That would output (using my same fake data):

TimeStamp            Ones                Tens                Hundreds            Thousands          
---------            ----                ----                --------            ---------          
1/24/2014 6:56:53 AM 18                  59                  0                   0                  
1/24/2014 7:12:04 AM 169                 20                  0                   0                  
1/24/2014 7:31:59 AM 8                   100                 0                   0 

Edit: Ok, use the code with TimeStamp= and Data= up above. It now grabs the 0864 and converts that to dec like you want it to.

Edit w/ your code: I copied and pasted your code into my PowerShell and modified it a little (missing some \ characters). I ran it and it ran ok, but I realized that having date and time separate would probably be a good thing so I split those out. I ran it against a text file named SomeFile.txt with these 3 lines:

I 24-Jan-14 06:56:53 44 CT_CCS 0 (E 01 13 2C 12 3B 00 00) Waterflow monitoring  
I 24-Jan-14 07:12:04 44 CT_CCS 0 (E 01 13 2C A9 14 00 00) Waterflow monitoring  
I 24-Jan-14 07:31:59 44 CT_CCS 0 (E 01 13 2C 08 64 00 00) Waterflow monitoring  

It output a CSV containing this:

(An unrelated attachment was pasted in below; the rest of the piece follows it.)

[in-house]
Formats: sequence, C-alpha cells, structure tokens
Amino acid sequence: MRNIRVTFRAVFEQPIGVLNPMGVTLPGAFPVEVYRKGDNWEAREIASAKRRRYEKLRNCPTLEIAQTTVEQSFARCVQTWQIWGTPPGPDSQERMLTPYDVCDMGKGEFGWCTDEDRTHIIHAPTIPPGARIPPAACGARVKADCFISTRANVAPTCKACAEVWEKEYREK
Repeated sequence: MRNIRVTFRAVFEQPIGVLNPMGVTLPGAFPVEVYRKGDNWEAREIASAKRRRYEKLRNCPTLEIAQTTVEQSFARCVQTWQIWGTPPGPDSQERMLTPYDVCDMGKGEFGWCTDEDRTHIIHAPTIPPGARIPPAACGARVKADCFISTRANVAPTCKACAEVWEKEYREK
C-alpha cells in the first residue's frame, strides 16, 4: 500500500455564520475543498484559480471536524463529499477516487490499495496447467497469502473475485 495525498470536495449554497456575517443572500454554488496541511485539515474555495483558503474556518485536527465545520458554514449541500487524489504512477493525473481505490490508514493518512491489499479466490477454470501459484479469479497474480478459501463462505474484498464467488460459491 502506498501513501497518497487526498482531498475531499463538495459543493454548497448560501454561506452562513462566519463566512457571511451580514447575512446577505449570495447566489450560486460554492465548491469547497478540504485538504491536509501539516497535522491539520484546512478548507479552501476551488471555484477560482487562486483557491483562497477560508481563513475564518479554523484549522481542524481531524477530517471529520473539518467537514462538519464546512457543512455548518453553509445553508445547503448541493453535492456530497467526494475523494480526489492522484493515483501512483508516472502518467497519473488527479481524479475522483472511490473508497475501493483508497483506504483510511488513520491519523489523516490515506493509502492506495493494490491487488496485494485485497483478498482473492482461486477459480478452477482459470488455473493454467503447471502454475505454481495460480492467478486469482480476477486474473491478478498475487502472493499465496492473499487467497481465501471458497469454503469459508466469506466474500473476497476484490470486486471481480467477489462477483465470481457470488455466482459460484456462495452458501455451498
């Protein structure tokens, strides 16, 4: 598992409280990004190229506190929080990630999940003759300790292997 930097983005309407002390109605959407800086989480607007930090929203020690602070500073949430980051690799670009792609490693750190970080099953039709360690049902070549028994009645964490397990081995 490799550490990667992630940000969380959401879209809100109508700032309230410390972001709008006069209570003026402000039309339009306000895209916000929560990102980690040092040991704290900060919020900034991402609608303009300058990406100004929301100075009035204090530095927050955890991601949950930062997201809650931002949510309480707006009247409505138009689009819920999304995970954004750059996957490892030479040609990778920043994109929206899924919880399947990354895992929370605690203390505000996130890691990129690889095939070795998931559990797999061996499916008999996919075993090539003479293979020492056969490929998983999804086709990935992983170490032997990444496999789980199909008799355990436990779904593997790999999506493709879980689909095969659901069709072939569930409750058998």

"Date","TimeStamp","Data"  
"01/24/2014","06:56:53","4667"  
"01/24/2014","07:12:04","43284"  
"01/24/2014","07:31:59","2148"  

This is the code I ran to do that:

Get-Content D:\Data\Temp\GIM_63_Project\Parsing_Script\*.txt | Where{$_ -match "(\d{4}-\d{2}-\d{2})\s(\d{2}:\d{2}:\d{2})\sCT_CCS\s44\s(\(.*?\))"}|%{
    [pscustomobject][ordered]@{
        Date=[datetime]::ParseExact($Matches[1],"yyyy-MM-dd",$null).ToString("MM/dd/yyyy")
        TimeStamp=[datetime]::ParseExact($Matches[2],"HH:mm:ss",$null).ToString("HH:mm:ss") 
        Data=$Matches[3].split(" ")[4..5] -join ""|%{[Convert]::ToInt32($_,16)}
    }
} | Export-CSV D:\Data\Temp\GIM_63_Project\Parsing_Script\step1.csv -NoTypeInformation
  • TheMadTechnician - thanx very much for your response. This is very helpful!! I can import this output to an excel spreadsheet to plot and calculate the RMS value. I will play with what you posted to see if I can get it to do precisely what I want. The A & B values equate to the; ones, tens, hundreds, thousands, places to the left of the decimal point so I don't need them in separate columns. Thanx again!! – Gunplt Aug 7 '14 at 14:31
  • Now that I think about it further I need A to be the time (which is indicated near the beginning of each string, and B to be the decimal value of the 4 hexadecimal digits from within the parentheses as previously indicated. That way the decimal value is correlated to a time and can then be plotted in subsequent steps. – Gunplt Aug 7 '14 at 14:59
  • Ok, that makes more sense. I'll update my answer and let you know when it's right. – TheMadTechnician Aug 7 '14 at 15:01
  • So wait, in the parenthesis you are interested in the 08 64 00 00 then right? You said ones, tens, hundreds, thousands, but only listed two bytes. – TheMadTechnician Aug 7 '14 at 15:25
  • Ok, I updated my answer. It may prove more useful to your needs now. – TheMadTechnician Aug 7 '14 at 16:35